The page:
The court said lawmakers could obtain Mazars records, source documents and betrothal letters from 2014 to 2018, but only those that “refer to, indicate, or undisclosed, false or otherwise inaccurate information” about Trump’s reported assets, liabilities or income. , as well as any related communications that information was incomplete, inaccurate, or “otherwise unsatisfactory.”
The court also upheld the subpoena for documents related to his federal hotel lease from Trump’s November 2016 election through 2018, but only from the company holding the lease, Trump Old Post Office LLC. Finally, the appeals court agreed that the House should remove all 2017 and 2018 documents relating to financial ties or transactions between Trump or any Trump entity and “any foreign state or foreign state agency, the United States, any federal agency, any state or a government agency or individual government official.”
The commission, according to the court, has “collected detailed evidence of suspected misrepresentations and omissions” in Trump’s required disclosure forms, and provided “detailed and substantial” explanations about how his financial disclosures, government contracts and acceptance of foreign gifts as president could inform changes. in federal law intended to protect taxpayers and police conflicts of interest between political office holders.
“If the level of evidence presented here by the committee is not sufficient to obtain a limited subset of the former president’s information, we doubt that a Congress could obtain a president’s papers,” the judges wrote. , adding that “disclosures required to prevent presidents from engaging in self-handling and other conflicts of interest is certainly a legitimate legislative goal.”
“Former President Donald Trump showed an unprecedented disregard for federal ethics and financial transparency,” said House Oversight Committee chairman Rep. Carolyn B. Maloney (DN.Y.) in a written statement. She said that while it was “disappointing that the Court limited the subpoena in some respects,” she was pleased that it “maintained key elements of the commission’s subpoena, affirmed our authority to obtain documents from Mazars, and affirmed the false arguments of Mazars.” former President Trump rejected that Congress would not investigate his financial misconduct.”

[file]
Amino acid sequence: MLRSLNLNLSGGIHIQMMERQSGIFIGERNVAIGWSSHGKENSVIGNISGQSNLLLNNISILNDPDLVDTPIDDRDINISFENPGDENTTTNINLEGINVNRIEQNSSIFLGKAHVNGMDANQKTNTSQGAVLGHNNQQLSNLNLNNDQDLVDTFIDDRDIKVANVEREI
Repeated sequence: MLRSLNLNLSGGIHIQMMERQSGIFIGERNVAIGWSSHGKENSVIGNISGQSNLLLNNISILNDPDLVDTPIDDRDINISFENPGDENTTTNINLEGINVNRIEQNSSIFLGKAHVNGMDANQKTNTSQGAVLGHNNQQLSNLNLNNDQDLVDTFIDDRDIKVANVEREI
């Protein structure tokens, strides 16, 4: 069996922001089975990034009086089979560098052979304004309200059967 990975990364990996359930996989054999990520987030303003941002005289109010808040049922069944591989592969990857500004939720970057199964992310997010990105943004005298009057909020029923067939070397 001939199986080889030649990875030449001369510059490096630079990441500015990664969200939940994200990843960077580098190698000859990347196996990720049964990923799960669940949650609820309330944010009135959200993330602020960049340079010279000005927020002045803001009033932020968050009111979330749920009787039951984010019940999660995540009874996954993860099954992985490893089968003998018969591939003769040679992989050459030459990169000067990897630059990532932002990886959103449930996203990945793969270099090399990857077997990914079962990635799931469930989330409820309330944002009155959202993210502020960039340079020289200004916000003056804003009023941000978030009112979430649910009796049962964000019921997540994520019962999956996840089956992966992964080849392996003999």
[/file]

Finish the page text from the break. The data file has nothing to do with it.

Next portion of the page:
Trump attorneys at the law firm Consovoy McCarthy did not immediately respond to a request for comment on Friday.
Friday’s ruling downplayed a similar August 2021 decision by the trial judge in the case. U.S. District Judge Amit P. Mehta limited documents lawmakers could obtain to a broader set of personal financial information about Trump from 2017 and 2018, when he was president, and data related to his Washington hotel rental and emoluments clause legislation.
The courts acted after Chief Justice John G. Roberts Jr. in July 2020, it affirmed Congress’ general authority to issue subpoenas for a president’s personal financial information, but ruled in a 7-to-2 opinion that subpoenas from Congress requesting information from a president , “no wider than is reasonably necessary” and sent the question back to lower courts to work out the standard.
The matter was not resolved until Congressional term expired in January 2020, but the newly elected House, still under Democratic control, renewed its request in February 2021.
Rachel Weiner contributed to this report.